On Tuesday, June 19 in coordination with the State of Wisconsin’s celebration of emancipation of slavery in the United States of America, the Milwaukee Branch of the NAACP filed a complaint with the United States Department of Justice against the City of Milwaukee for its continuous noncompliance with civil rights and equal opportunity laws, policies and rules germane to its contract procurement system and economic development approach.
NAACP president James Hall stated:
“The NAACP’s 102-year mission aims to ensure that the fundamental rights of all Americans are protected and advanced. Our request is being made out of that historical focus and concern. Consequently, we emphasize that it is the responsibility of each political leader in government and all community stakeholders to uphold the federal and state constitutional rights of citizens and ensure that these rights are fully protected at all times.
We know the following to be true:
1. NAACP’s request for a community- driven external audit of the City of Milwaukee’s administrative application of civil rights and equal opportunity laws and policies germane to the city’s contract procurement system on June 19, 2011 has not been responded to by City government.
2. The City of Milwaukee has spent $1 million over 18 years on 4 disparities in contracting studies. Each reported large disparities and poor administration of equal opportunity in all City of Milwaukee contracting opportunities between Majority and Minority/Women Business Enterprises. Studies: (1990 Conta and Associates “A Study to Identify Discrimination Practices in the Milwaukee Construction Marketplace;” 1992 Affirmative Action Consulting, Ltd. and Ralph G. Moore and Associates, “M/WBE Disparity Study County, City, and MPS;” 2006 Mason Tillman EBE Study (hereinafter, Mason Tillman Study); and 2010 D. Wilson Consulting, LLC City/MMSD Disparity 2010 (hereinafter, D. Wilson Study)
3. The City of Milwaukee has ineffective administration and enforcement of equal opportunity laws: The D. Wilson and Mason Tillman studies collected anecdotal evidence of discrimination compiled from sixty-two one-on-one personal interviews with business owners who have done business with or attempted to do business with the City and/or MMSD as a prime contractor or as a subcontractor -. Collectively, this evidence supports the conclusion that the City’s approach to contract procurement does not address the under-utilization of specific race/ethnic and gender groups in the areas of construction and goods and services. Some minority business owner reported being confronted with racial slurs, never offered opportunity, and did not get paid for work performed, etc. causing economic hardships on their small businesses. Sources: D. Wilson’s Business Demographic Survey, September 27 – November 29, 2010. The Mason Tillman Study Chapter 7, pp. 7-29.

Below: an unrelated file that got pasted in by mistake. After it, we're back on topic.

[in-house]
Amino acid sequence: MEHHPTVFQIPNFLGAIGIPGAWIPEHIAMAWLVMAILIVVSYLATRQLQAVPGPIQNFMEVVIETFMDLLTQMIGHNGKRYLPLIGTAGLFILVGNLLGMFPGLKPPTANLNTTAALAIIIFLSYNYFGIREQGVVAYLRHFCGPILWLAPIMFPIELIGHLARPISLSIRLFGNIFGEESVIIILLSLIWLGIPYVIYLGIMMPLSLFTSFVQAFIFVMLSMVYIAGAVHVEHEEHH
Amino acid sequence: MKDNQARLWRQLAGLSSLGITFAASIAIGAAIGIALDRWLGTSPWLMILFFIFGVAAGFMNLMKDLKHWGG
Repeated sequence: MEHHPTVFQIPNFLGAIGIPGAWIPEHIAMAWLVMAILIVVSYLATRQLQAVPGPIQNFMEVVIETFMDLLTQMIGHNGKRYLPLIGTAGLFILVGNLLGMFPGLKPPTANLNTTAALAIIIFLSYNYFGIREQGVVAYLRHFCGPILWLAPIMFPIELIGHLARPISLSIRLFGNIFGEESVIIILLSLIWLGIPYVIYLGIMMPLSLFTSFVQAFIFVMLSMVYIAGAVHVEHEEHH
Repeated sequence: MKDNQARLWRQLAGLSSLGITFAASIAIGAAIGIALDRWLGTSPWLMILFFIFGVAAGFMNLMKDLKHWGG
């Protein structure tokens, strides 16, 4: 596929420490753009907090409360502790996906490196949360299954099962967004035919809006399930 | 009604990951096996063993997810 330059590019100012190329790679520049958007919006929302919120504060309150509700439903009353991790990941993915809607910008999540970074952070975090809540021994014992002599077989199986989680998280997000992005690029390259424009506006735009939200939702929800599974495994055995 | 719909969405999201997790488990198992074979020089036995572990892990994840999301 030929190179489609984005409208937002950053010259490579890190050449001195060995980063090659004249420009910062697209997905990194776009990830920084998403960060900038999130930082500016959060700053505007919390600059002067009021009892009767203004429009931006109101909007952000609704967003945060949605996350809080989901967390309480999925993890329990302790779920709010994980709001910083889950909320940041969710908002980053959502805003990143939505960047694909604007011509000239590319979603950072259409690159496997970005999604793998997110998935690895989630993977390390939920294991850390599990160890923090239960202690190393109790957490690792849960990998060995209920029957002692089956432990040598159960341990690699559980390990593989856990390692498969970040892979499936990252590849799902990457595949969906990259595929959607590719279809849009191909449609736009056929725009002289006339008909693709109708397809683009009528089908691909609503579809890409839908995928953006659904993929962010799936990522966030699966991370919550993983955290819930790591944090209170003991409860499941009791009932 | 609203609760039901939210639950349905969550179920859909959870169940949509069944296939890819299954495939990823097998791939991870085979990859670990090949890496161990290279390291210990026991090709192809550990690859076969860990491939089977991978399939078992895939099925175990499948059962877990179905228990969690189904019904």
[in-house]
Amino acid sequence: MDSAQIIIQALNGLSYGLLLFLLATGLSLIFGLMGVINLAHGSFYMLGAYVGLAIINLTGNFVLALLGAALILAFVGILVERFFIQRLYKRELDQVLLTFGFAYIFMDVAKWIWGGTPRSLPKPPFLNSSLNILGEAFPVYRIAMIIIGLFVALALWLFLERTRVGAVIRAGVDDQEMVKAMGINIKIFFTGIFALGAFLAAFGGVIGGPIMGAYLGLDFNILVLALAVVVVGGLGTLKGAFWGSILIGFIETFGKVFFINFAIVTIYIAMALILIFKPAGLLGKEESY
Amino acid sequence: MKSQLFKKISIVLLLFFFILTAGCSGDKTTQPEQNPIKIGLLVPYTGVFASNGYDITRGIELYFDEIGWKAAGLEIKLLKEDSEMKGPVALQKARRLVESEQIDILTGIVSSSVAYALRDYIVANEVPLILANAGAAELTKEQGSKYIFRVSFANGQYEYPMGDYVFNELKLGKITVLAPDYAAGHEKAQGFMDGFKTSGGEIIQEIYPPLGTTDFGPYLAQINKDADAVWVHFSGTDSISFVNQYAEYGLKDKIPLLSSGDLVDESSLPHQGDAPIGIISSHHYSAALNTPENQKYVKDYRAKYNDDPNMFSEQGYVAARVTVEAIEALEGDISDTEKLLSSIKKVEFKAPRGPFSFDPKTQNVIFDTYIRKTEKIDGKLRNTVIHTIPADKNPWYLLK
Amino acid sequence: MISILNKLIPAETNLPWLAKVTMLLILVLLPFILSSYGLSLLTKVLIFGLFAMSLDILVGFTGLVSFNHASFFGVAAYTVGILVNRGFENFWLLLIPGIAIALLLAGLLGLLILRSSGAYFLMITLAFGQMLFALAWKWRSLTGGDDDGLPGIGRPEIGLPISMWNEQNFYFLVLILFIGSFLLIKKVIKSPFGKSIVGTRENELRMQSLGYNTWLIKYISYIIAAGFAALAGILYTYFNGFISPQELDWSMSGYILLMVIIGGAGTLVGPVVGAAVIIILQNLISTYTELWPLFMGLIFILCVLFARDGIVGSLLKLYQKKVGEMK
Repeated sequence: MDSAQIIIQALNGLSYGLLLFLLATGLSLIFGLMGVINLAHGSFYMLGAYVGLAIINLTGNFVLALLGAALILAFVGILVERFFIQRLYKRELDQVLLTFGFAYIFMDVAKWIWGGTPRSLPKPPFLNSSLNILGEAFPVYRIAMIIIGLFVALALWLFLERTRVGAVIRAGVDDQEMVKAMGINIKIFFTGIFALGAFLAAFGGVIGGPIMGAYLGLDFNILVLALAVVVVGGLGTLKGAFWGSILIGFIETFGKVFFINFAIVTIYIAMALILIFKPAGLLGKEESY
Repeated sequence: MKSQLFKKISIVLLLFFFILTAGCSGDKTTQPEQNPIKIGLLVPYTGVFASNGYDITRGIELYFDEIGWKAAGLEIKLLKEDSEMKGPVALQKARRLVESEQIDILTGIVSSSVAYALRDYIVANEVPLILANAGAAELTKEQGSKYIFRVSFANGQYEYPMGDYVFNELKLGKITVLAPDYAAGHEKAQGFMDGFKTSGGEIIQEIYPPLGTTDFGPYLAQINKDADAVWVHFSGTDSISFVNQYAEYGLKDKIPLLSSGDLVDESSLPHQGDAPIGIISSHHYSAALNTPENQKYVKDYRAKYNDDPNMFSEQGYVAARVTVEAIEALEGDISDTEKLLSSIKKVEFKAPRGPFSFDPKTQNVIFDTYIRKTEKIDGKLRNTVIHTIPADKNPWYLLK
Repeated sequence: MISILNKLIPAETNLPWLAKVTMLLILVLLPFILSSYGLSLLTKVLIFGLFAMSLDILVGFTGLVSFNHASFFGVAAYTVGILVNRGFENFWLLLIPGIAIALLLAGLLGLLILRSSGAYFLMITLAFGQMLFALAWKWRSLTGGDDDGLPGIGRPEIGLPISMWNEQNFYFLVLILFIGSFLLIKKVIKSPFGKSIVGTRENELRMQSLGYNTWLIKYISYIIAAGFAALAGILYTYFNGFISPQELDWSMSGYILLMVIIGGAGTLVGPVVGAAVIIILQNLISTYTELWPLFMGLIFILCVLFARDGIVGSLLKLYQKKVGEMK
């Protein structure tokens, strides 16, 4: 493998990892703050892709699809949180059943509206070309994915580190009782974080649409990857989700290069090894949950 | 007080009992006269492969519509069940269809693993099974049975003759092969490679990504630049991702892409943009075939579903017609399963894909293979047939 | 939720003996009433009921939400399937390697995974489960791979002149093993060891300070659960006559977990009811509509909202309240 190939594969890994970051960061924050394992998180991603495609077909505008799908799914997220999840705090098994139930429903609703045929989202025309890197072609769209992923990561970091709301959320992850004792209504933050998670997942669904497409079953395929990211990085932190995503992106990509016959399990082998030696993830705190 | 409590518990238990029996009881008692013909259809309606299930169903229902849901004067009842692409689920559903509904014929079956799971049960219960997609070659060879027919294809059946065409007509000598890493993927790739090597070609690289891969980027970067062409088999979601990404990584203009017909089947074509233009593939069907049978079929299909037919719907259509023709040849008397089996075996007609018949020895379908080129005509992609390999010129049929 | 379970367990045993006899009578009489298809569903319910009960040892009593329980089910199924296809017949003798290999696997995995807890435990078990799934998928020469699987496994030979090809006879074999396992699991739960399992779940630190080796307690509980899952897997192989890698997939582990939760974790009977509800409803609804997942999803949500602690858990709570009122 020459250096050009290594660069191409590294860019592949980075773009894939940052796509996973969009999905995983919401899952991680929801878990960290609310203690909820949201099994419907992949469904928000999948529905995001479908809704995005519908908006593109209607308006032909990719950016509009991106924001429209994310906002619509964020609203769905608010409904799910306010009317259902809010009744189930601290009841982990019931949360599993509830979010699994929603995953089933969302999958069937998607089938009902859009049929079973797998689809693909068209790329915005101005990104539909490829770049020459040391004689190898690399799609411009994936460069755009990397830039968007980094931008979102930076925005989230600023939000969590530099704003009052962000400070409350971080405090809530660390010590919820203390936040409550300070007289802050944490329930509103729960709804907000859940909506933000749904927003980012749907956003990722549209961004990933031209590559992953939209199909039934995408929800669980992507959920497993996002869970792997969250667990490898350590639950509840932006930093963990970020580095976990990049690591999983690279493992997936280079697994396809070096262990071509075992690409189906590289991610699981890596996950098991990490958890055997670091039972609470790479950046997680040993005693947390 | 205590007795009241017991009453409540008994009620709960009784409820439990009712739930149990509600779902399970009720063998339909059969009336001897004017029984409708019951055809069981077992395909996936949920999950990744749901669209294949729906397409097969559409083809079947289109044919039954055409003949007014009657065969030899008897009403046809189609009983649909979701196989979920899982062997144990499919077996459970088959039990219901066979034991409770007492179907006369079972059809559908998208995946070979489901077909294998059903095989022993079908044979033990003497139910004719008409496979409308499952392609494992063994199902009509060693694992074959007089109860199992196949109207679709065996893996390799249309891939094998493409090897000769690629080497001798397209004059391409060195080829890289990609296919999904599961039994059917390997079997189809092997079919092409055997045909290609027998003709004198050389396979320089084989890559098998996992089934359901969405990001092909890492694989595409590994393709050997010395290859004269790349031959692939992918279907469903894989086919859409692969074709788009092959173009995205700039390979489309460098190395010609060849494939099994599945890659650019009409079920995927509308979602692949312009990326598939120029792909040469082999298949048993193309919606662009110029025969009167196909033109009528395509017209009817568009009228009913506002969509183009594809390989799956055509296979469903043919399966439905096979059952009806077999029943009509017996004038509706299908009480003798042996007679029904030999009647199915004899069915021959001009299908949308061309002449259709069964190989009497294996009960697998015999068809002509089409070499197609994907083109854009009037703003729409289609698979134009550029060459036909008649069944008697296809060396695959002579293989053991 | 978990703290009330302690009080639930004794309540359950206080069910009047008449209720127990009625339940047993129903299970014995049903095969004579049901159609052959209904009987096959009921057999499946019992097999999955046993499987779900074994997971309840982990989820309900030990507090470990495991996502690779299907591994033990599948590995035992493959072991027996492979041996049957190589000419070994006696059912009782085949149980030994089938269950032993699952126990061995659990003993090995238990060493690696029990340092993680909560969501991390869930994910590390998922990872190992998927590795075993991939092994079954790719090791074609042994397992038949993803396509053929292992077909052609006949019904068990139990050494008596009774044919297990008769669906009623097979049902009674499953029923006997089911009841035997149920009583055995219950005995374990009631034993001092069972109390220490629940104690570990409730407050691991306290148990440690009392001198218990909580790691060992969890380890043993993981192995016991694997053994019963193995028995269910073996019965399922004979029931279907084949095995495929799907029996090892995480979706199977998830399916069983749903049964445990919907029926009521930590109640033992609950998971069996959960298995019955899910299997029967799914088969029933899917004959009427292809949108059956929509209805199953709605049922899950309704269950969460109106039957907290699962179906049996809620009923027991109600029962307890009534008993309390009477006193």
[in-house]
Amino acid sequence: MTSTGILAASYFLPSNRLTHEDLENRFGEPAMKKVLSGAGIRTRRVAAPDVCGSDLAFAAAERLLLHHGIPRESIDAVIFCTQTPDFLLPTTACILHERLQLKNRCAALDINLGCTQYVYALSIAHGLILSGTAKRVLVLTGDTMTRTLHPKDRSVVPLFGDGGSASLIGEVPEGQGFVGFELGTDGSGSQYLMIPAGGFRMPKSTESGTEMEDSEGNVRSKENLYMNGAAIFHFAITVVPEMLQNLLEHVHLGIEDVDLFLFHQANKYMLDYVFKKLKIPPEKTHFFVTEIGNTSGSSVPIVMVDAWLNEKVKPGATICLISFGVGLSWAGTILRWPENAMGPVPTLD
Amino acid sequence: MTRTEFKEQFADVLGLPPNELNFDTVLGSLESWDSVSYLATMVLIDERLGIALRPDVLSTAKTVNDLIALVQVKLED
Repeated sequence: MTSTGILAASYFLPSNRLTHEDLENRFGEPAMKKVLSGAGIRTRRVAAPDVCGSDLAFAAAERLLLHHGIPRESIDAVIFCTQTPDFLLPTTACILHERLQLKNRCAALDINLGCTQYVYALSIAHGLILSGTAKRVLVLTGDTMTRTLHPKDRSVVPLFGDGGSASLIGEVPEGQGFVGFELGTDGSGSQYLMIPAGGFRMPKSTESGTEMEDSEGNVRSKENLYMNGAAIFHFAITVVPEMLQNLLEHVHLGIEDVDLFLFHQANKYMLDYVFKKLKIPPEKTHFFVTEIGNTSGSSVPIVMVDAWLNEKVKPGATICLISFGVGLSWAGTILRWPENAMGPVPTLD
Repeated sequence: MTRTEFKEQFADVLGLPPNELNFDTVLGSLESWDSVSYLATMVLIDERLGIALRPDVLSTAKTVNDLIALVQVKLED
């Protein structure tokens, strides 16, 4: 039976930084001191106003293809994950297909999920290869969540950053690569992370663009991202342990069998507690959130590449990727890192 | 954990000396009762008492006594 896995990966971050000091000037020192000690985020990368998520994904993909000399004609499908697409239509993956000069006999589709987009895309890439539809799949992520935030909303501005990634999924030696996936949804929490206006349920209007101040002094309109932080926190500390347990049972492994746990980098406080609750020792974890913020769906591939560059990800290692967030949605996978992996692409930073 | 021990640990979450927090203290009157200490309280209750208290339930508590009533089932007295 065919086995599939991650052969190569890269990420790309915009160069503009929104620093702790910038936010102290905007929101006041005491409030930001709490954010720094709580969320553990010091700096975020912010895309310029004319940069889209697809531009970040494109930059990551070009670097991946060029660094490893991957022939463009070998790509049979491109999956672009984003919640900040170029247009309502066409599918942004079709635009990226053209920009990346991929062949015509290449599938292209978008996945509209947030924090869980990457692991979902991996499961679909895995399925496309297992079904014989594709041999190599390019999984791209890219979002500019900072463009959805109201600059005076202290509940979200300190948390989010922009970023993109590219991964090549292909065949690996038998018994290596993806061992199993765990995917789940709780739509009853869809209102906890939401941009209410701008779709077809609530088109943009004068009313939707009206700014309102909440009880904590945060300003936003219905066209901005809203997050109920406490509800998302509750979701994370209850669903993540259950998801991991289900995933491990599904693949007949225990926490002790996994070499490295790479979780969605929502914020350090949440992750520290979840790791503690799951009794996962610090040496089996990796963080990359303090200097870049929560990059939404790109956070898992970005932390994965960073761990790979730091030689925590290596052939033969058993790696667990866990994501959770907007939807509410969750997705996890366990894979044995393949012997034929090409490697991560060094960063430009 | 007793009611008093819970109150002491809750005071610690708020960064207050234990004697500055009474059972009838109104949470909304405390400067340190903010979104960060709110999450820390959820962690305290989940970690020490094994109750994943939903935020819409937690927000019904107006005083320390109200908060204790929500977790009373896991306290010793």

4. The Hispanic Chamber of Commerce of Wisconsin filed a suit in Milwaukee County Circuit Court on May 1, 2012 contending that Milwaukee ordinance 370, meant to ensure that minority contractors get a share of city business and replaced the filed Milwaukee ordinance 360 (emerging business enterprises), is unconstitutional. It asks a court to declare the ordinance invalid and enjoin the city from enforcing it.
5. These complaints persist despite the City’s documented knowledge of these problems and despite having specific recommendations on how to reduce or eliminate them. Knowing failure to institute such procedures contributes to the disparity in contracting between minority and non-minority contractors.
Hall further stated,
“For the above stated reasons and others outlined in our complaint, the DOJ should fully investigate the complaint and direct the City of Milwaukee to discontinue practices and institute changes that will end both disparate impact on and the disparate treatment of minority and woman contractors. In addition, the NAACP would like the City to honor our request for a community driven external audit of its administrative application of civil rights and equal opportunity laws germane to the city procurement system and use the results to guide any corrective action that the City undertakes to remedy noncompliance.